Uncovering Privilege in Online Education

April 21, 2016
privilege_pic.fw

“Tethered.” A. Worner, 2014. CC-BY,SA https://flic.kr/p/ow/Roub

(Download my full paper, “Uncovering Privilege in Online Education: Applying McIntosh’s Lens” here.)

This past semester I was privileged (pun intended) to audit Soci 470, a course in educational sociology given by my colleague, Dr. Jerry Hinbest, in the Sociology Department at Vancouver Island University (VIU). While proximity made the course accessible for me (Jerry’s office and classroom are one floor up from me), the course also made me further question the ‘accessibility’ of online education for students in general.

People who have taken OLTD 506  with me in VIU Education Department’s  Online Learning and Teaching Diploma Program over the past 3 years are aware of my equity concerns when teaching about social media use in education. Equity and access are strong threads in the technology integration workshops I run for our VIU Ed pre-service and graduate students. They are also evident in my Twitter feed (@jhengstler). Yet, it was Jerry’s course, the readings and interactions with his undergraduate students that gave me the tools and time to reflect on my position in greater detail. The paper I’ve posted began as a paper and presentation submitted for Soci 470. In this version of the work, I’ve attempted to refine my thoughts for a more general audience. ( I also use Chicago vs. APA citation style, to allow for a less “academic” reading experience. To someone so programmed in APA, this was a bit of a challenge.)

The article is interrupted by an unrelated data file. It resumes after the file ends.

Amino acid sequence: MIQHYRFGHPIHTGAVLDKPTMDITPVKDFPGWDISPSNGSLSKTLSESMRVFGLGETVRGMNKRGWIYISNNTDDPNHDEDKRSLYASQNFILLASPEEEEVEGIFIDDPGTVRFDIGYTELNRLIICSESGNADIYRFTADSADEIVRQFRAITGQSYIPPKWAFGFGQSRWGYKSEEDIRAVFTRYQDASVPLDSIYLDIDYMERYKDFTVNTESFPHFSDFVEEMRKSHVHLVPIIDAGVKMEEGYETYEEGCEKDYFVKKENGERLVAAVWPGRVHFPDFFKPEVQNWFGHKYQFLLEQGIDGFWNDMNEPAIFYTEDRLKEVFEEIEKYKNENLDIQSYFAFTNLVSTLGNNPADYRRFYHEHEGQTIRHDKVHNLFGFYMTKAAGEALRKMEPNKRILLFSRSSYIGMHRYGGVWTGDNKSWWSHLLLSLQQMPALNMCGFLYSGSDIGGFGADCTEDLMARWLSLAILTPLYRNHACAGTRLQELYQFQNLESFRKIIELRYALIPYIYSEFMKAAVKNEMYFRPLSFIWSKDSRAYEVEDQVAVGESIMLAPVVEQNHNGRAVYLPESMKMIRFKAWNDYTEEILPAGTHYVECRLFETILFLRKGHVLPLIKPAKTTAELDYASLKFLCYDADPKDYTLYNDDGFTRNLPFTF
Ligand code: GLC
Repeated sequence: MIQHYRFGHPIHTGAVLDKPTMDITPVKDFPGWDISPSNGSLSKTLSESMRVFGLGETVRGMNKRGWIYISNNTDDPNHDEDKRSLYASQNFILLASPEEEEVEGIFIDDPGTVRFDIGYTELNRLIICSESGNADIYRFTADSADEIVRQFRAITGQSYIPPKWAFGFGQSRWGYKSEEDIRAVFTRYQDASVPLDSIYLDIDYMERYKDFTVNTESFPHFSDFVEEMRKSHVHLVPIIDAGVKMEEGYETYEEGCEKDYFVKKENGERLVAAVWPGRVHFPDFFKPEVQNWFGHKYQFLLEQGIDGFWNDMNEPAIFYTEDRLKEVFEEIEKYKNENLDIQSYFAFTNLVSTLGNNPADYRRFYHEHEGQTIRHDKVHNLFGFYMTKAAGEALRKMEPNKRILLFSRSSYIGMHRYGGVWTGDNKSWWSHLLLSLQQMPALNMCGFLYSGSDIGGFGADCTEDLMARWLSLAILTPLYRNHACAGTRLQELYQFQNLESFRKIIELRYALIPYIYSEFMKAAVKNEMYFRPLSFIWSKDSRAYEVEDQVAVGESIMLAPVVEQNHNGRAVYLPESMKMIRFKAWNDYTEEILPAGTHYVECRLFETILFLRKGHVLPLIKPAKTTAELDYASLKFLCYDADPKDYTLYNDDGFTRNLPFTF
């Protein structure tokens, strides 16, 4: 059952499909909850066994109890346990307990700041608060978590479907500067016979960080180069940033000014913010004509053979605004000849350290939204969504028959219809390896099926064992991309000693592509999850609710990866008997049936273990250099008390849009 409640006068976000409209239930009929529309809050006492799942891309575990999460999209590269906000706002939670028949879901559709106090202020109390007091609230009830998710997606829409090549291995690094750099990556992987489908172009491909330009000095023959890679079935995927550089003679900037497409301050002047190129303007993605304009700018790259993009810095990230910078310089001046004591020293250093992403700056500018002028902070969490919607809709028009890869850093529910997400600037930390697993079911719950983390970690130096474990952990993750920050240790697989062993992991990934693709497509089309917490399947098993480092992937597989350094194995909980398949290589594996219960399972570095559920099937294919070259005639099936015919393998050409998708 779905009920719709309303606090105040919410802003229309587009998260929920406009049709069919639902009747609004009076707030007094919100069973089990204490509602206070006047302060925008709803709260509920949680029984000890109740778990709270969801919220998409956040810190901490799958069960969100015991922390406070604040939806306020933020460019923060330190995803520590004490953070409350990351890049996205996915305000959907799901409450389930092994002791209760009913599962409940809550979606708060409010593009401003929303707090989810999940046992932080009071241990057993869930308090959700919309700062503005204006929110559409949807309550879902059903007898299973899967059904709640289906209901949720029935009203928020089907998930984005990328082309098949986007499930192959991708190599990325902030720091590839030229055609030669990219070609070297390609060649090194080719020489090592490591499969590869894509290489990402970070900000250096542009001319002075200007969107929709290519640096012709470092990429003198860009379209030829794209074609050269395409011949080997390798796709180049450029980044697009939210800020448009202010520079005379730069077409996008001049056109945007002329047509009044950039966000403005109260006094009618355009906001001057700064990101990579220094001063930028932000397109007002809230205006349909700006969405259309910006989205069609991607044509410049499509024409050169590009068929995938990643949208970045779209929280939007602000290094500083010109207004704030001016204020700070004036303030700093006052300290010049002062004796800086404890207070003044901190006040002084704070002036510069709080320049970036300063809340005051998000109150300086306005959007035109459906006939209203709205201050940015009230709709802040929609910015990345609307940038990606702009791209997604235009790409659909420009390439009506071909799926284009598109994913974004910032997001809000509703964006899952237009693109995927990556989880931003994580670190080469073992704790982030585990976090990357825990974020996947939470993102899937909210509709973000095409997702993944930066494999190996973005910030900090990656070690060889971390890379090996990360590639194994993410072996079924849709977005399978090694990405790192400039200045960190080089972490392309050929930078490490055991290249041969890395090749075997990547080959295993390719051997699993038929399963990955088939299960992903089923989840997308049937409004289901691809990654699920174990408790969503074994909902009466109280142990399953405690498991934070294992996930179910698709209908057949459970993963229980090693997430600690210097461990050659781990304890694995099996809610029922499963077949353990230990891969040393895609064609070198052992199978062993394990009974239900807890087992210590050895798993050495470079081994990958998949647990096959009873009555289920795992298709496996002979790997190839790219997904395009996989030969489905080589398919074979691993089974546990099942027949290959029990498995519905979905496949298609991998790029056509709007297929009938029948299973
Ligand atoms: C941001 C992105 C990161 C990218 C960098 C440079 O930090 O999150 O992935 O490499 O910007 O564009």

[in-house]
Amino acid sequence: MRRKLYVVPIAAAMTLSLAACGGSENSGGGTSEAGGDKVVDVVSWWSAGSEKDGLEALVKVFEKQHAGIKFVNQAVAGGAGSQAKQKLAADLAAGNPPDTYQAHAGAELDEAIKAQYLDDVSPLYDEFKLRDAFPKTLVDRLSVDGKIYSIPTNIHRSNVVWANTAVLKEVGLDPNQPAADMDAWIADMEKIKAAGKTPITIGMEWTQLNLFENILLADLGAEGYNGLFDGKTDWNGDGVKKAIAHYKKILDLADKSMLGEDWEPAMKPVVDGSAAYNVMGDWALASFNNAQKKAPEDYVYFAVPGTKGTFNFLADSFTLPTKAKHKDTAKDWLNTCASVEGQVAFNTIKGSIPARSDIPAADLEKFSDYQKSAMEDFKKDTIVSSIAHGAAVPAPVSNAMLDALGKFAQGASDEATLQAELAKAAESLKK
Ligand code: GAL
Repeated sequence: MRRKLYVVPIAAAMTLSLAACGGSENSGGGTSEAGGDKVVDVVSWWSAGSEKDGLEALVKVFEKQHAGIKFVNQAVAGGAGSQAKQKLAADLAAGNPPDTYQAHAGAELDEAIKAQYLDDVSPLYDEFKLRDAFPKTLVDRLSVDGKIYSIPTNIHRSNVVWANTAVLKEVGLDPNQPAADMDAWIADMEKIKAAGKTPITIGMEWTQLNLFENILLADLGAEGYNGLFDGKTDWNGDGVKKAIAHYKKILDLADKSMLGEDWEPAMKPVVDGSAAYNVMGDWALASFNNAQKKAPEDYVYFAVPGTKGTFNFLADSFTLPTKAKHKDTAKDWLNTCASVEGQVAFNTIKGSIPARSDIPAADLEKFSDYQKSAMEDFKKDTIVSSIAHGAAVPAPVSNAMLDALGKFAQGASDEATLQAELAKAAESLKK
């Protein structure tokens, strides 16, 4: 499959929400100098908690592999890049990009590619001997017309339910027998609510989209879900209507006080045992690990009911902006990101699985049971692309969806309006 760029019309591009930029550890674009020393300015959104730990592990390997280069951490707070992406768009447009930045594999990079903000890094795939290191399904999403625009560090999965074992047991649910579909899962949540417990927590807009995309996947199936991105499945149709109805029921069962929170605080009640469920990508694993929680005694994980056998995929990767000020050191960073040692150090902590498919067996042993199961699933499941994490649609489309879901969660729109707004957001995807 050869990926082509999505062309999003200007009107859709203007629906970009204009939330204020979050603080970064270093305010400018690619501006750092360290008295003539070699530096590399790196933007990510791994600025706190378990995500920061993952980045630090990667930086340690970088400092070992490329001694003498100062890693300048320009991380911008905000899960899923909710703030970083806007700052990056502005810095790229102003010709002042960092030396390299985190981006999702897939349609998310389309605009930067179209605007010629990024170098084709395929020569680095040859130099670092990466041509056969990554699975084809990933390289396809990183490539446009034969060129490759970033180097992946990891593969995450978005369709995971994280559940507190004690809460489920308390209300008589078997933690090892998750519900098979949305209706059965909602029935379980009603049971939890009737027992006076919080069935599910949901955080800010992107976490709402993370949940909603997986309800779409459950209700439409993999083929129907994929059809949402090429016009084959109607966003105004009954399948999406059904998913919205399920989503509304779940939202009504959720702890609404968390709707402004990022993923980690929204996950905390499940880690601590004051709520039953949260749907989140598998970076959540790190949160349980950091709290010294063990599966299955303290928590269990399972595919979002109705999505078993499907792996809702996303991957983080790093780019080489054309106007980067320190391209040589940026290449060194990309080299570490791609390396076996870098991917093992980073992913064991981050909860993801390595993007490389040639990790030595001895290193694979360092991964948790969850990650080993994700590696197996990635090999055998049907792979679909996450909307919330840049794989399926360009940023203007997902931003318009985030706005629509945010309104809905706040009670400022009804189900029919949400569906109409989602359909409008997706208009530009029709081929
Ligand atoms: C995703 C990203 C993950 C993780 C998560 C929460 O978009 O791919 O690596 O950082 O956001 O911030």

Below are the “5 Key Assumptions of Privilege in Online Education” that I uncovered in my reflection on the topic. If you want to know more about them in detail, or how these issues could be addressed, please download the full paper here: “Uncovering Privilege in Online Education: Applying McIntosh’s Lens”.  It is licensed under Creative Commons Attribution-NonCommercial-NoDerivatives 4.0, so you may freely share it and use it under those provisions.

The 5 Key Assumptions of Privilege in Online Education

  • Assumption 1: Everyone Has Internet Access.
  • Assumption 2: Public Schools Level the Playing Field for Online Education.
  • Assumption 3: Online Courses (Like MOOCs) Democratize Education, Especially in Post-Secondary Education.
  • Assumption 4: Online Education is Accessible for Everyone.
  • Assumption 5: You’re Free from Discrimination in Online Education.

I look forward to hearing your thoughts on the topic.


There’s Regulations & Then There’s Best Practices

February 3, 2016
Image of hand extended holding a light bulb with text: Pondering Best Practices

Image adapted from niekverlaan, 2014, lamp-432247_640.jpg, CC0, https://pixabay.com/en/users/niekverlaan-80788/

(BTW, the ex-high school English teacher in me is making me say: I know, strictly speaking that title is not grammatically correct, but it sounded better. 🙂 )